Gauging Supplement Potency

Thursday, 09 May 2013 09:58 AM

By Chauncey Crandall, M.D.

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One of the problems with buying vitamins and supplements is that the Food and Drug Administration does not regulate them the way they regulate prescription drugs. As a result, you may not be getting the potency you expect.

Researchers analyzed 55 different bottles of vitamin D. The pills came from the same manufacturer, but were from different lots. They found potencies as low as 9 percent and as high as 140 percent of the listed dose.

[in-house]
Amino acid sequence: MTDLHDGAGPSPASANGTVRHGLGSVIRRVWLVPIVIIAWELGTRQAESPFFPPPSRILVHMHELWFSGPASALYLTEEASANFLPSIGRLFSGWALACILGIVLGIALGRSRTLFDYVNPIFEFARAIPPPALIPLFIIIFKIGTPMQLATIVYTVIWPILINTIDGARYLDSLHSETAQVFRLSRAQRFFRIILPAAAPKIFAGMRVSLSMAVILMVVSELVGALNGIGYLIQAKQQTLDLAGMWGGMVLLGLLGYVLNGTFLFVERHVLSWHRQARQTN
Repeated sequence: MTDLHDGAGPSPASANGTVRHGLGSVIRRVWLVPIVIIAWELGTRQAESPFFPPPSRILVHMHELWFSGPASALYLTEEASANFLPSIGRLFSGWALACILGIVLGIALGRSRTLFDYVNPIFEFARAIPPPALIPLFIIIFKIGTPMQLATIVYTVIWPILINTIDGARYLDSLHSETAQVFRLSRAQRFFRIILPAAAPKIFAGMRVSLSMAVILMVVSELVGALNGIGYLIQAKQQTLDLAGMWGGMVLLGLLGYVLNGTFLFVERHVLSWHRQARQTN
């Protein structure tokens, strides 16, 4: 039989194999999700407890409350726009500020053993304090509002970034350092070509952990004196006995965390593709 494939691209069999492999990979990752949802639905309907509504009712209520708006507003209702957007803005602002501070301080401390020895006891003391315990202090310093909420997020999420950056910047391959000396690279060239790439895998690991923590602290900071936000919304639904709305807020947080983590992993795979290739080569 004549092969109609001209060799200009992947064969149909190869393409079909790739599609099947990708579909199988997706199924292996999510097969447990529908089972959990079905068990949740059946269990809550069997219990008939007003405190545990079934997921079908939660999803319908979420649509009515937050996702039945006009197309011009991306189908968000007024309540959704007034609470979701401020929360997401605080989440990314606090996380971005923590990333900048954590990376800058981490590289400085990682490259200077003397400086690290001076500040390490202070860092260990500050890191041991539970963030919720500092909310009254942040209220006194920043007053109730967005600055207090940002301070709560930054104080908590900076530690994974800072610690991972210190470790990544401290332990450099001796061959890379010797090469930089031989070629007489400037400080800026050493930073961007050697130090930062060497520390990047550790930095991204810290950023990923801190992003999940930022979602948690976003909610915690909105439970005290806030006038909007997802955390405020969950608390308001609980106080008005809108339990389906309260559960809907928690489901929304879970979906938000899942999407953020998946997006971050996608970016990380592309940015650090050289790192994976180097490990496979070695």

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Although supplement manufacturers don’t have to conform to FDA standards, they can comply with the standards set by the U.S. Pharmacopeial Convention (USP), which helps ensure quality.

When buying your supplements, look for the USP stamp on the bottle.

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Chauncey W. Crandall, M.D., is chief of the cardiac transplant program at the world-renowned Palm Beach Cardiovascular Clinic. Dr. Crandall, who received his post-graduate training at Yale University School of Medicine, is author of Dr. Crandall’s Heart Health Report newsletter.

 
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